19/07/2019 - 10:11

Short-stay for the long haul

19/07/2019 - 10:11

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Undaunted by the level of digital disruption in the sector, short-stay accommodation provider Private Properties is embracing the challenges thrown down by global technology giants such as Airbnb.

Short-stay for the long haul
David Moyes says Private Properties’ service proposition gives it an advantage in the short-stay market. Photo: Matthew Moyes

Undaunted by the level of digital disruption in the sector, short-stay accommodation provider Private Properties is embracing the challenges thrown down by global technology giants such as Airbnb.

Owned by David and Jody Moyes and celebrating 25 years in business in 2019, Private Properties manages more than 100 holiday homes in Western Australia’s South West, from Dunsborough to as far south as Albany.

Mr Moyes, who purchased the business from its founders Rosie Harris and Felicity Ruse in 2013, said he first became aware of Airbnb and its potential disruptive impact on Private Properties around 12 months after he bought in.

“I didn’t know what to expect initially; there was definitely a period of time where I thought we could be in a bit of strife,” Mr Moyes told Business News.

“But that hasn’t been the case. I know we have a fantastic product, and since then we’ve worked twice as hard on being independent and my prime focus is really on staying independent.”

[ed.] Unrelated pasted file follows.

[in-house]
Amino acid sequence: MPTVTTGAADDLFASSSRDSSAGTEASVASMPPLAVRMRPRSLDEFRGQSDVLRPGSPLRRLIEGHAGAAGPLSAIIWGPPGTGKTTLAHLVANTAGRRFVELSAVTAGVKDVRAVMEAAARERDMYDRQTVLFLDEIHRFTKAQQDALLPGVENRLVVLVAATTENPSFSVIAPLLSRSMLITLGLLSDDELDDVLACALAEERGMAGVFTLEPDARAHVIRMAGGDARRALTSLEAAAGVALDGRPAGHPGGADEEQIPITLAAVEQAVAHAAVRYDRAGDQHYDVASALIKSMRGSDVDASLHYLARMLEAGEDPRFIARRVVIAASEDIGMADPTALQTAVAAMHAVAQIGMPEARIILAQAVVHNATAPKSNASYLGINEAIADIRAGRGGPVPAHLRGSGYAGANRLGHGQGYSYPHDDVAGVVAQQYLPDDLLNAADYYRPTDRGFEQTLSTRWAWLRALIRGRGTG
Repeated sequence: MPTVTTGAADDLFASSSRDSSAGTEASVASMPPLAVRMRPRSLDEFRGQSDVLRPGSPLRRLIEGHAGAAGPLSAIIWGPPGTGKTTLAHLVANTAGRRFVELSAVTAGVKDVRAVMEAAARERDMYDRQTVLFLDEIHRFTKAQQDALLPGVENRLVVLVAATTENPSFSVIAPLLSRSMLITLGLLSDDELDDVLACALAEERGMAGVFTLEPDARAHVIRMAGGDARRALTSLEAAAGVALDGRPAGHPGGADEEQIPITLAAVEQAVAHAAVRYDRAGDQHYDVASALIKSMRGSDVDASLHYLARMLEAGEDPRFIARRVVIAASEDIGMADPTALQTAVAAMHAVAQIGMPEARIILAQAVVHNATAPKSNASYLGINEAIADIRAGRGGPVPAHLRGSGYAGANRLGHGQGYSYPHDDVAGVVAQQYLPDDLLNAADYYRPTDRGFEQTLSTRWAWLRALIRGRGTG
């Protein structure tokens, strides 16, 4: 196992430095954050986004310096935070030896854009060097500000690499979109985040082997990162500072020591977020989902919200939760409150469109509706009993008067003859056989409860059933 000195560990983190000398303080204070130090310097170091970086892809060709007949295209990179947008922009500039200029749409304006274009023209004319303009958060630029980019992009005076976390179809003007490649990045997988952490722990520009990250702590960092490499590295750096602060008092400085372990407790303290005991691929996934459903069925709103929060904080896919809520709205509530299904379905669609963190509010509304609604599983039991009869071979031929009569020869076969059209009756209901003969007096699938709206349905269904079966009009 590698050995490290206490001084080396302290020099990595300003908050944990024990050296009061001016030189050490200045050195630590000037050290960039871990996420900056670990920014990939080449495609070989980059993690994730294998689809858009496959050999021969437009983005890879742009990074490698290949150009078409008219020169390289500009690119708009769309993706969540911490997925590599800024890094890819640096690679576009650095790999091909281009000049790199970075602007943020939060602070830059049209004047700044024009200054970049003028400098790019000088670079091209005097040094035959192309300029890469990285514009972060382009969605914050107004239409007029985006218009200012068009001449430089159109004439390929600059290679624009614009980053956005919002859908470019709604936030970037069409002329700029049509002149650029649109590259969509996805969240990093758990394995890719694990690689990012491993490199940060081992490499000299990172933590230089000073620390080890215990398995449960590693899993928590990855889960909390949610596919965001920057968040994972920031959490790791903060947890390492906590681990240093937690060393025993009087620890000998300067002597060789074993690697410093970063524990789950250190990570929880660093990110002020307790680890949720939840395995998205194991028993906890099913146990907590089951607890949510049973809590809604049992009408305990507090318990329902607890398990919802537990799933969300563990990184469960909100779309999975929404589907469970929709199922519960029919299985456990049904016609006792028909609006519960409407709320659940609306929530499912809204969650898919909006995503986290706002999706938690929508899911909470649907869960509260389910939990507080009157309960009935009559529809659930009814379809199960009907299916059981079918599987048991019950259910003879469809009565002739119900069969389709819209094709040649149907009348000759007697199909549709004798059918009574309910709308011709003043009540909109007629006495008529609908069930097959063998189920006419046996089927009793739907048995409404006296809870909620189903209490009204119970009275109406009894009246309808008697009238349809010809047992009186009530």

Private Properties’ biggest point of difference from online providers, Mr Moyes said, was its commitment to maintaining properties to a high standard, in a similar manner that a traditional real estate agent would maintain a rental property.

“One of the most important parts of why people come to us is because they want their house looked after,” he said.

“We do all of the gardens, the maintenance, the painting, the oiling of the deck etcetera, because we are marketing the house and we’re always having guests through there so the maintenance of the house has got to be at a high standard.”

Mr Moyes said his biggest challenge was not from Airbnb muscling in on the market, but rather from upcoming regulatory changes that promise to shake-up the short-stay sector.

“At the moment, business is great, we’ve never been busier,” he said.

“But I’m certainly not being complacent because there is a lot of change coming on a regulatory level, exacerbated by Airbnb and this exponentially growing portion of the market that’s unregulated.

“Governments are struggling because there are lots and lots of houses that probably shouldn’t be rented that are being rented now, and getting traction through these models.

“That’s really the issue that’s affecting these areas at the moment.”

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